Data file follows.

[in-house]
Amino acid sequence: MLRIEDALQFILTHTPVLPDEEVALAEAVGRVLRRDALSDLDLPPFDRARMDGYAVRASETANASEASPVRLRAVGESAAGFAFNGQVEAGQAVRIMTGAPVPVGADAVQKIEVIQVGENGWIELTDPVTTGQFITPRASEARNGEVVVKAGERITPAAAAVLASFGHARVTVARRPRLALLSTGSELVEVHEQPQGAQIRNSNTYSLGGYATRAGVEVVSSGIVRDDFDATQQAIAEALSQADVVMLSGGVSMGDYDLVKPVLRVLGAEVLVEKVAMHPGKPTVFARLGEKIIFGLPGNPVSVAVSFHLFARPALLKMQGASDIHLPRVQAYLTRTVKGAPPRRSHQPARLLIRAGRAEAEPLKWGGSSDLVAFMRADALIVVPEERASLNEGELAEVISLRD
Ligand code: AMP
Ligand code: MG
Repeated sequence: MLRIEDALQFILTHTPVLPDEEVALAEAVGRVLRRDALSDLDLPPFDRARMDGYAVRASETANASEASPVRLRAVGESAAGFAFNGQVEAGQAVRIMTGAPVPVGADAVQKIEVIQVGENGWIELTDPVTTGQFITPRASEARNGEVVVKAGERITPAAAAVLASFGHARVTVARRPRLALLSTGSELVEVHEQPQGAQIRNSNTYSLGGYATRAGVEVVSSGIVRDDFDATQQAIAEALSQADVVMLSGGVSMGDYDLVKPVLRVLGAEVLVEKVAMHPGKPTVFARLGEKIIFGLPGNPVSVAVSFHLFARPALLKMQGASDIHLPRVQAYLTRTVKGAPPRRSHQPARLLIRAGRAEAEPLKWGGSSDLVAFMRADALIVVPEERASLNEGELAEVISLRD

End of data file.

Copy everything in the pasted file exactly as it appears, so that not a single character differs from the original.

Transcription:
[in-house]
Amino acid sequence: MLRIEDALQFILTHTPVLPDEEVALAEAVGRVLRRDALSDLDLPPFDRARMDGYAVRASETANASEASPVRLRAVGESAAGFAFNGQVEAGQAVRIMTGAPVPVGADAVQKIEVIQVGENGWIELTDPVTTGQFITPRASEARNGEVVVKAGERITPAAAAVLASFGHARVTVARRPRLALLSTGSELVEVHEQPQGAQIRNSNTYSLGGYATRAGVEVVSSGIVRDDFDATQQAIAEALSQADVVMLSGGVSMGDYDLVKPVLRVLGAEVLVEKVAMHPGKPTVFARLGEKIIFGLPGNPVSVAVSFHLFARPALLKMQGASDIHLPRVQAYLTRTVKGAPPRRSHQPARLLIRAGRAEAEPLKWGGSSDLVAFMRADALIVVPEERASLNEGELAEVISLRD
Ligand code: AMP
Ligand code: MG
Repeated sequence: MLRIEDALQFILTHTPVLPDEEVALAEAVGRVLRRDALSDLDLPPFDRARMDGYAVRASETANASEASPVRLRAVGESAAGFAFNGQVEAGQAVRIMTGAPVPVGADAVQKIEVIQVGENGWIELTDPVTTGQFITPRASEARNGEVVVKAGERITPAAAAVLASFGHARVTVARRPRLALLSTGSELVEVHEQPQGAQIRNSNTYSLGGYATRAGVEVVSSGIVRDDFDATQQAIAEALSQADVVMLSGGVSMGDYDLVKPVLRVLGAEVLVEKVAMHPGKPTVFARLGEKIIFGLPGNPVSVAVSFHLFARPALLKMQGASDIHLPRVQAYLTRTVKGAPPRRSHQPARLLIRAGRAEAEPLKWGGSSDLVAFMRADALIVVPEERASLNEGELAEVISLRD